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April 25, 2006

The NYSE Ties Knot with Arca; The Deal is Done

By Michael Scotti

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Let the honeymoon begin! The New York Stock Exchange and Archipelago have not only tied the knot and merged, but they have further joined their bonds in unity through the fresh issuance of NYSE Group stock: symbol NYX.

Roughly 10 days before St. Patrick's Day, the leaders of the new NYSE rang the opening bell. They were their own guests of honor as the new stock began trading. The Big Board and Arca, as it's called, haven't always been the best of buddies. And that morning, a visitor might have confused lower Manhattan with the Bronx, as a chorus of jeers were sent the way of the smiling dignitaries overlooking the historic NYSE floor. The triumphant look on their faces only foreshadowed a brilliant first day performance for the stock. It jumped more than 25 percent. High-fives were in order, making for a lot of happy former seatholders.

Who would have blamed them if they had popped some bubbly right on the spot? Some 16 months ago, a seat sold for $900,000. On the first day of trading, the value of the equivalent in new stock was worth about $6.3 million. NYSE CEO John Thain might just be the seatholders' newly anointed Patron Saint. The Gospel according to St. John has blessed them financially. St. Gerard-former Arca head Gerry Putnam-might not be far behind.


Traders on the floor, however, have another story. They admit to anxiety because of technological innovation and a new trading system that is being rolled out to the floor. Change is never easy. Final implementation of the NYSE's hybrid model is expected to be complete by the end of June. When complete, hybrid will feature reserve and sweep functions, something totally foreign to the current manual NYSE auction process.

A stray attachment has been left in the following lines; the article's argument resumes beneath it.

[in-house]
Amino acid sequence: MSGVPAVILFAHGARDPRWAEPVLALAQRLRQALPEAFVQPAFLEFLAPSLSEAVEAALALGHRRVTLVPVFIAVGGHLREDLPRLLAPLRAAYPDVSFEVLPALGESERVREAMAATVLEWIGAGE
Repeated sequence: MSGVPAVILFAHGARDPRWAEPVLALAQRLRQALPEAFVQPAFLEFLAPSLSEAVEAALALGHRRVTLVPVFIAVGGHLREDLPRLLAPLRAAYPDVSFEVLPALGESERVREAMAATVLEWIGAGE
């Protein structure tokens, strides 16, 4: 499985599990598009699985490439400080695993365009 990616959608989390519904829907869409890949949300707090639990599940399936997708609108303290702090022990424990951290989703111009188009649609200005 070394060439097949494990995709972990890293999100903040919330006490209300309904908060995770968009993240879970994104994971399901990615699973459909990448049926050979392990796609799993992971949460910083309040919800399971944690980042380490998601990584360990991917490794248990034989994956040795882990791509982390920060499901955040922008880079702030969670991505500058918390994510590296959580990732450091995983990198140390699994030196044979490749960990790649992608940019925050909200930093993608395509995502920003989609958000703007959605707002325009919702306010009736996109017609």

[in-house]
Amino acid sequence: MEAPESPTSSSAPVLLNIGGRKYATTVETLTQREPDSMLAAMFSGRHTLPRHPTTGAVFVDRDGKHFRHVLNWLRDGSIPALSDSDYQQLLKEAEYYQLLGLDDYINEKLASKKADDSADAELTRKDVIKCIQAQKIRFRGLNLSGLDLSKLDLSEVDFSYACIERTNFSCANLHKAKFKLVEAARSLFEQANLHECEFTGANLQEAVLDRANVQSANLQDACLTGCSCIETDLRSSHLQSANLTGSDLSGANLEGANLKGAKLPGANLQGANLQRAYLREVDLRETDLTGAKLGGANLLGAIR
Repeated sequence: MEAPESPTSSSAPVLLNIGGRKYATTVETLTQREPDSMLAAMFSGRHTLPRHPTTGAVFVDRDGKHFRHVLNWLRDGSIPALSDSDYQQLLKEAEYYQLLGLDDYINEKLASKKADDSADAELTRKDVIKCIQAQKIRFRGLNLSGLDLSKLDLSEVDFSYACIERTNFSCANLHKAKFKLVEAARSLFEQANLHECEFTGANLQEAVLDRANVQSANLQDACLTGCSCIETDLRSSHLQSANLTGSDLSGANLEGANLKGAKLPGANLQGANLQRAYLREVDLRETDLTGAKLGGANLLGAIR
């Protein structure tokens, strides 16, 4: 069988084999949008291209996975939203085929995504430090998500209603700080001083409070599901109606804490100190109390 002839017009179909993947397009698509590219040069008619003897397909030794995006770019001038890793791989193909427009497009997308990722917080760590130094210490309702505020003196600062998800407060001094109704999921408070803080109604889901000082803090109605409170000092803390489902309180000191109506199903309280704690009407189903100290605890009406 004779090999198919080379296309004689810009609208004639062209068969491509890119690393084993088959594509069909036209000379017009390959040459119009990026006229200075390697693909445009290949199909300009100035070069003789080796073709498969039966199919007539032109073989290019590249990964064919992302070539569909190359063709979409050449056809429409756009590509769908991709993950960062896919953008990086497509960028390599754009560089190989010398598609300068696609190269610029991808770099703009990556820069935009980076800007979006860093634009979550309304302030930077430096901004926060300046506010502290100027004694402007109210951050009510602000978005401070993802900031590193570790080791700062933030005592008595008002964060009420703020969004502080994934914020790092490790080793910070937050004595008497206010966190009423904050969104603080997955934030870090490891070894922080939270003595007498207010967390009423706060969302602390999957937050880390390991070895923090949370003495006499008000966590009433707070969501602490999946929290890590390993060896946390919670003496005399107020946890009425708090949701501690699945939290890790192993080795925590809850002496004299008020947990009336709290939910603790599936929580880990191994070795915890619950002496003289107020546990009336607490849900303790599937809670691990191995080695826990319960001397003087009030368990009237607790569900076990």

"We have to evolve," said one floor broker who asked not to be identified. "We want hybrid to work." This same trader said hybrid brings dramatic change to the NYSE. Technology is the reason. He said new technology "trickled" to the floor over the last 10 years. That is what makes adjusting to hybrid such an eye-opener. "Now we are playing catch-up," he said.

One NYSE clerk described the Big Board's transformation into an electronic marketplace this way, "It's two different worlds colliding."

The NYSE is the largest marketplace in the world when measuring the capitalization of the companies listed there. It is also one of the last exchanges to have a working floor using an auction market system. The NYSE is currently implementing a hybrid marketplace to become compliant with the Securities and Exchange Commission's Reg NMS. This rule is forcing all exchanges to become so-called fast markets, with automatic execution against quotes. The current auction rules on the floor on the NYSE have always rewarded reactive traders, but now under hybrid, traders will have to be proactive.

"There's a lot of uncertainty," the clerk continued. "We don't know what's going to happen because it's uncharted territory." Indeed, under hybrid, investors need to be represented in the specialist's book; otherwise, they will miss out on prints. The crowd will be an electronic one.